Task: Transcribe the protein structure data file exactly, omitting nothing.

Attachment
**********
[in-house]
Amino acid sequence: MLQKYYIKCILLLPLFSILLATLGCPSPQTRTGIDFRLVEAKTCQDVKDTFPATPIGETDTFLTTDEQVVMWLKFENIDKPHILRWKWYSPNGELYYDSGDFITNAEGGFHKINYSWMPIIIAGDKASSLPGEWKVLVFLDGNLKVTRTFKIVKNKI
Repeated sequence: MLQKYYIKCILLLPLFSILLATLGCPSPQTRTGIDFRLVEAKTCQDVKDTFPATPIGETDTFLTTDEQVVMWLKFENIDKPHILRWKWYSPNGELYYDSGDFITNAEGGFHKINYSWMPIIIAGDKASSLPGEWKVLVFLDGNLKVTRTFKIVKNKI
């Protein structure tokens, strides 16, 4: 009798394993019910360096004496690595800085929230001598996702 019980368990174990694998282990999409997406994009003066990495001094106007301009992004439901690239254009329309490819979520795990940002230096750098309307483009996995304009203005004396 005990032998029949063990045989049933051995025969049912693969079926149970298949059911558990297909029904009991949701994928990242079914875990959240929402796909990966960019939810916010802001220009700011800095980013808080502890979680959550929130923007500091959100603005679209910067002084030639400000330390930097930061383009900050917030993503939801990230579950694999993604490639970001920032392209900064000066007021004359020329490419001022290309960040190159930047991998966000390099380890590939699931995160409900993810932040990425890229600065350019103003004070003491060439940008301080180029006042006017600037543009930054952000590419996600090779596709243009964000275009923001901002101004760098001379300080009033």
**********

[in-house]
Amino acid sequence: MLQKYYIKCILLLPLFSILLATLGCPSPQTRTGIDFRLVEAKTCQDVKDTFPATPIGETDTFLTTDEQVVMWLKFENIDKPHILRWKWYSPNGELYYDSGDFITNAEGGFHKINYSWMPIIIAGDKASSLPGEWKVLVFLDGNLKVTRTFKIVKNKI
Repeated sequence: MLQKYYIKCILLLPLFSILLATLGCPSPQTRTGIDFRLVEAKTCQDVKDTFPATPIGETDTFLTTDEQVVMWLKFENIDKPHILRWKWYSPNGELYYDSGDFITNAEGGFHKINYSWMPIIIAGDKASSLPGEWKVLVFLDGNLKVTRTFKIVKNKI
């Protein structure tokens, strides 16, 4: 009798394993019910360096004496690595800085929230001598996702 019980368990174990694998282990999409997406994009003066990495001094106007301009992004439901690239254009329309490819979520795990940002230096750098309307483009996995304009203005004396 005990032998029949063990045989049933051995025969049912693969079926149970298949059911558990297909029904009991949701994928990242079914875990959240929402796909990966960019939810916010802001220009700011800095980013808080502890979680959550929130923007500091959100603005679209910067002084030639400000330390930097930061383009900050917030993503939801990230579950694999993604490639970001920032392209900064000066007021004359020329490419001022290309960040190159930047991998966000390099380890590939699931995160409900993810932040990425890229600065350019103003004070003491060439940008301080180029006042006017600037543009930054952000590419996600090779596709243009964000275009923001901002101004760098001379300080009033």